Why Slow Rolling In Poker Is A Problem – And Seriously Terrible Etiquette

Why Slow Rolling In Poker Is A Problem – And Seriously Terrible Etiquette

Even though one of the main goals in poker is to throw your opponent off balance and force them to make mistakes, certain limits should never be crossed.

These limits are a part of what’s known as “poker etiquette” – a set of unwritten poker rules that the majority of players knows and follows.

The “slow roll” belongs to this group and is considered a big no-no for most players, so let’s dig deeper into what it means and why it’s a problem.

What Is Slow Rolling In Poker?

A slow roll is when you have an extremely strong hand but take a long time to make an easy call when closing the action on the river. Slow rolling is also when you know you have the best hand but purposely take a long time to reveal your hand at showdown.

For example, let’s say you have KhJh, and there are three hearts by the river. You bet, and your opponent calls. Since they didn’t raise, you can be sure you have the best hand even though it’s not the absolute nuts.

Instead of turning your hand immediately, you hesitate and wait for them to show their holdings, giving them the impression they might have the winner.

Although there isn’t a single clear definition of a slow roll in poker, almost everyone who’s played for more than a few weeks is aware of when they do it – and very rarely does it happen by accident.

Here is a perfect example of slow rolling – check out the reactions from the other players and commentators:

Why Is Slow Rolling Bad?

The only thing you gain from slow rolling is upsetting and irritating your opponents.

If you have the winner, you know you have the winner, so taunting them by making them think they’re going to win the hand is just poor sportsmanship and bad manners.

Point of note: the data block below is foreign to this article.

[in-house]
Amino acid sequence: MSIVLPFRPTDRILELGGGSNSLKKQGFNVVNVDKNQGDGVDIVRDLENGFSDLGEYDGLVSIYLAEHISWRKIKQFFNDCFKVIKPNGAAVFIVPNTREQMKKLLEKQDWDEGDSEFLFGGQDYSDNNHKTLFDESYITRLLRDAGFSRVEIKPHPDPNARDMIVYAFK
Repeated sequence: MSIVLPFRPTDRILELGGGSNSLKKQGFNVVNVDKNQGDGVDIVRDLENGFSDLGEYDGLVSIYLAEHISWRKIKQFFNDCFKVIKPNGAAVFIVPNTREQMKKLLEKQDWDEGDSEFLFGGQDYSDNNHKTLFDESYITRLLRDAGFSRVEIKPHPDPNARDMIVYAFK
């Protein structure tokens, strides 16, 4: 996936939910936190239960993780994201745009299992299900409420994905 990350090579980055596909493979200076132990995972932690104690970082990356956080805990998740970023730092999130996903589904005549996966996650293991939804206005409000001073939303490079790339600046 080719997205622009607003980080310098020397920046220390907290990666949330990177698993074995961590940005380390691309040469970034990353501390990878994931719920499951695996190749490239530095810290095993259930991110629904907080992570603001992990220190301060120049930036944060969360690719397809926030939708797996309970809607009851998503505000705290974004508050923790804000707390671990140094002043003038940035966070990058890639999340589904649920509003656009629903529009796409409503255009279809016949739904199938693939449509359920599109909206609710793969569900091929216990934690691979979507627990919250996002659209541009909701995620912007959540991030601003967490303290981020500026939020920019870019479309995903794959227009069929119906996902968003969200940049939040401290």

It’s a matter of common courtesy and respect for your opponents.

As well as this, taking forever to show down your hand slows the whole game down, which means everyone at the table suffers. Things tend to move slowly as it is at the live tables.

Slow rolling in poker fails to achieve anything positive.

Is Slow Rolling Against The Official Rules?

Players who like to slow roll others in poker will often argue that there’s nothing to prevent it in the official rules.

In theory, this is true, as there’s no defined number of seconds or minutes within which you have to showdown your hand when it’s your turn to act.

So, you’re not likely to get any official penalties like a couple of rounds away from the table.

However, if you’re playing in a new setting, you might run into a poker room manager who doesn’t appreciate such actions. If you keep doing it even after being warned, they might still give you a penalty.

Every poker room and manager out there can run their games however they see fit.

If they find you’re disrupting the games, you could still find yourself sitting on the rail for a little while to consider your actions or even completely out of the game if you bother others too much.

How To Avoid Accidental Slow Rolls

Not everything in poker is clear-cut, and we all get confused sometimes.

However, you should try to avoid even an accidental slow roll by remembering to:

  • Muck your hand or turn your cards over when it’s your turn.
  • Turn your hand first if you know you have the nuts – unless there is a specific reason not to do it.
  • Be polite and turn your hand over when the player says “you’ve got it” or something along those lines.

Live poker is as much about having people skills as it is about math and ranges.

Being nice and polite will likely pay off in the long run – in more ways than you can imagine if you’re just starting.

The bottom line is, you don’t want to be that guy who annoys everyone else at the table and no one wants to play with.

Being considered a jerk won’t help your win rate or win you any friends, guaranteed.